// BRC reports shoppers have held off from spending during February due to fear of Brexit
// Retail sales increased 0.5% in February compared to a 1.6% increase in February 2018
// The weak results accentuate the continued decline in consumer confidence levels
Brexit fears have enforced shoppers to hold off from spending during February, as new data suggest the uncertainty has dented the UK economy during the past few months.
- UK consumer confidence rises despite Brexit uncertainty
- Shop price inflation hits 6-year high (BRC-Nielsen)
- Shoppers defy high street gloom with optimistic January footfall (Ipsos)
- Retail sales makes a strong comeback in January (ONS)
- January inflation falls below targets (ONS)
- Retail vacancy rate climbs to 9.9% as January footfall declines (BRC-Springboard)
- Online sales off to a sluggish start for the year
According to the latest BRC-KPMG Retail Sales Monitor, retail sales increased by only 0.5 per cent in February compared to a 1.6 per cent increase during the same period in 2018.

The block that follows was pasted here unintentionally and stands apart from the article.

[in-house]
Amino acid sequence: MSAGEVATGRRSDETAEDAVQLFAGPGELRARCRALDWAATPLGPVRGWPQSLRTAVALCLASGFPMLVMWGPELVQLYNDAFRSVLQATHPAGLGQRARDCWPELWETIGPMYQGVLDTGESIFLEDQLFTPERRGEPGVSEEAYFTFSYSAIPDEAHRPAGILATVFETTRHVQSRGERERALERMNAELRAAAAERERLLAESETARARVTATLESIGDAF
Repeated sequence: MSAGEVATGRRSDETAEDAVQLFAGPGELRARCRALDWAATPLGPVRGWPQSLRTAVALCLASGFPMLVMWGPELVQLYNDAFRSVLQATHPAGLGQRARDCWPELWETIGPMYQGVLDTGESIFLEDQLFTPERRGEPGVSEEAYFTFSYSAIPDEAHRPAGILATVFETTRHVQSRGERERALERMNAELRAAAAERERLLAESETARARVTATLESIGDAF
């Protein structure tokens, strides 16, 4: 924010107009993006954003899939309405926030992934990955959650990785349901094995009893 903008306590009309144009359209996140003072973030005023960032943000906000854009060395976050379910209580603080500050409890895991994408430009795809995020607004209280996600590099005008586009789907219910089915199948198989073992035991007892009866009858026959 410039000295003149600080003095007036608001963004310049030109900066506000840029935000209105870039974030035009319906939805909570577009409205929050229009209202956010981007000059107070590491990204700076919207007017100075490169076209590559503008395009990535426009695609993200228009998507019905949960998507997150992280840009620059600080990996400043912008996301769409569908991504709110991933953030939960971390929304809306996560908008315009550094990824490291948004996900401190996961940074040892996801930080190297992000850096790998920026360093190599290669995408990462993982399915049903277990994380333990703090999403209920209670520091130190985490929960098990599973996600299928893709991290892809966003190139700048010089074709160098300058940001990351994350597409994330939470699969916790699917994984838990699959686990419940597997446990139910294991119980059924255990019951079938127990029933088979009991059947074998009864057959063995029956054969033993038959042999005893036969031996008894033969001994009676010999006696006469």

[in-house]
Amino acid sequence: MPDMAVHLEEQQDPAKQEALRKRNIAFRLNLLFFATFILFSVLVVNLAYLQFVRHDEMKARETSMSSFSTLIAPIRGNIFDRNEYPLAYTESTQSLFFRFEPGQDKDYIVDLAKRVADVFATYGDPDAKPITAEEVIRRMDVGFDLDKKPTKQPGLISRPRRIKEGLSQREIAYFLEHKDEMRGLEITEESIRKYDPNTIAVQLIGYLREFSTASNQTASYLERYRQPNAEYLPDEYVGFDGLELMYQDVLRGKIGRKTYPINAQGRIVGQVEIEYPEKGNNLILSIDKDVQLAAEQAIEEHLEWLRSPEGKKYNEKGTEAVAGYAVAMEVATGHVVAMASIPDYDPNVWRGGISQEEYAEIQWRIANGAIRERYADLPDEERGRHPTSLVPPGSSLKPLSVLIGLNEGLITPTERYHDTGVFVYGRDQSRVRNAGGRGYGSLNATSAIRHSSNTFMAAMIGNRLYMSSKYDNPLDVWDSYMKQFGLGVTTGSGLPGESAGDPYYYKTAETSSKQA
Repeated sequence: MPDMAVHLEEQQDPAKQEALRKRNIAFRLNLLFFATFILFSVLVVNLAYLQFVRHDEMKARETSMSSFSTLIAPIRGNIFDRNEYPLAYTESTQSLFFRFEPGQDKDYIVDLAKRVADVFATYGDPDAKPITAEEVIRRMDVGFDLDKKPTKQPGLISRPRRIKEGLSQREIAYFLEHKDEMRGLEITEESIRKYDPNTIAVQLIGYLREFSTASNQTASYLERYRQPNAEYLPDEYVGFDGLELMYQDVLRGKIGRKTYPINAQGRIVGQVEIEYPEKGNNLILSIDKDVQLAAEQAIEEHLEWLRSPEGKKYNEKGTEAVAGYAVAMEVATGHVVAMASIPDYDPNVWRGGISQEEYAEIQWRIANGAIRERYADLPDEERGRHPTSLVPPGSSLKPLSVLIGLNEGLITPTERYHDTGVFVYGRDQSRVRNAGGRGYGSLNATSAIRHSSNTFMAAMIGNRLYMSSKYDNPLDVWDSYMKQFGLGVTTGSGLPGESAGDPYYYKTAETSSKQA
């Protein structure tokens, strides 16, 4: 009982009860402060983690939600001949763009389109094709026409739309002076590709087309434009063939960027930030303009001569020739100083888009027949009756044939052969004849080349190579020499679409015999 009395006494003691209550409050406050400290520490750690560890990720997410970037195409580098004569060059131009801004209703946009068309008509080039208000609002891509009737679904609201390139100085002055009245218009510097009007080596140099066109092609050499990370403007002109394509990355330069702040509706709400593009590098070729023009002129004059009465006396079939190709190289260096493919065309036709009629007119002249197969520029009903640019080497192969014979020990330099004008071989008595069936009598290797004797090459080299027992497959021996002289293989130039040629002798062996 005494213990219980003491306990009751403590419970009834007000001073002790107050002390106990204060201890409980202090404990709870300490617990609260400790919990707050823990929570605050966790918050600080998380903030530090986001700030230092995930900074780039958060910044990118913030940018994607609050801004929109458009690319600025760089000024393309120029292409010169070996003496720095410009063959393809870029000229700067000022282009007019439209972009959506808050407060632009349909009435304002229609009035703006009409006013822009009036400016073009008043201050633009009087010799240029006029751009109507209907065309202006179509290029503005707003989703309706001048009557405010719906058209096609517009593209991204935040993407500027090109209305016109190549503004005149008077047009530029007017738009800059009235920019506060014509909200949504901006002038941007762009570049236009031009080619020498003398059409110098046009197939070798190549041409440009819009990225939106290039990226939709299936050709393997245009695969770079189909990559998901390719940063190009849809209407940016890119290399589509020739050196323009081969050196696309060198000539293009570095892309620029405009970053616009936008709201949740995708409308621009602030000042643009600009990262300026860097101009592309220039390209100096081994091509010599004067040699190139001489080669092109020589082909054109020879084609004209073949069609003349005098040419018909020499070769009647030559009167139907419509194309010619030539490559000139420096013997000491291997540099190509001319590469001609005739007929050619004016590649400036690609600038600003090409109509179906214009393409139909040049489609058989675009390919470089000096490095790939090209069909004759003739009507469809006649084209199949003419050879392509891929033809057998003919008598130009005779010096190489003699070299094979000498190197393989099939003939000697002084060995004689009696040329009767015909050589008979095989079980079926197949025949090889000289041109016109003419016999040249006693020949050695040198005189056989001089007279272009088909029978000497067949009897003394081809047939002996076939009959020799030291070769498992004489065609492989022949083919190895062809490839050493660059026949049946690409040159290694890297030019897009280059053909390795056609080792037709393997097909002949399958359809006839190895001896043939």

Meanwhile, Barclaycard reported that consumer spending was just 1.2 per cent higher in February than the year before.
The weak results accentuate the continued decline in consumer confidence levels.
BRC and KPMG’s sales monitor said like-for-likes across the sector decreased 0.1 per cent in the four weeks to February 23, compared to the 0.6 per cent uptick during the same period in 2018.
Total sales increased 0.5 per cent, but that marked a slowdown on the three-month and 12-month averages of 0.9 per cent and 1.2 per cent respectively.
Meanwhile, in-store sales of non-food items dipped 3.1 per cent on a like-for like basis and 2.8 per cent on a total basis.
“Uncertainty surrounding the UK’s imminent exit from the European Union has hit consumer spending,” BRC chief executive Helen Dickinson said.
“While real incomes have started to rise over the past year, shoppers have been reluctant to spend this February, holding back growth.”
Barclaycard said the declining spend was due to consumers prioritising experiences rather than materialism.
The BRC reported in January that the high street suffered its worst Christmas since the 2008 financial crisis.
However, last month the BRC-KPMG Retail Sales Monitor reported that retail sales had increased by 2.2 per cent against an increase of 1.4 per cent in the same month in 2018, marking the highest growth since June.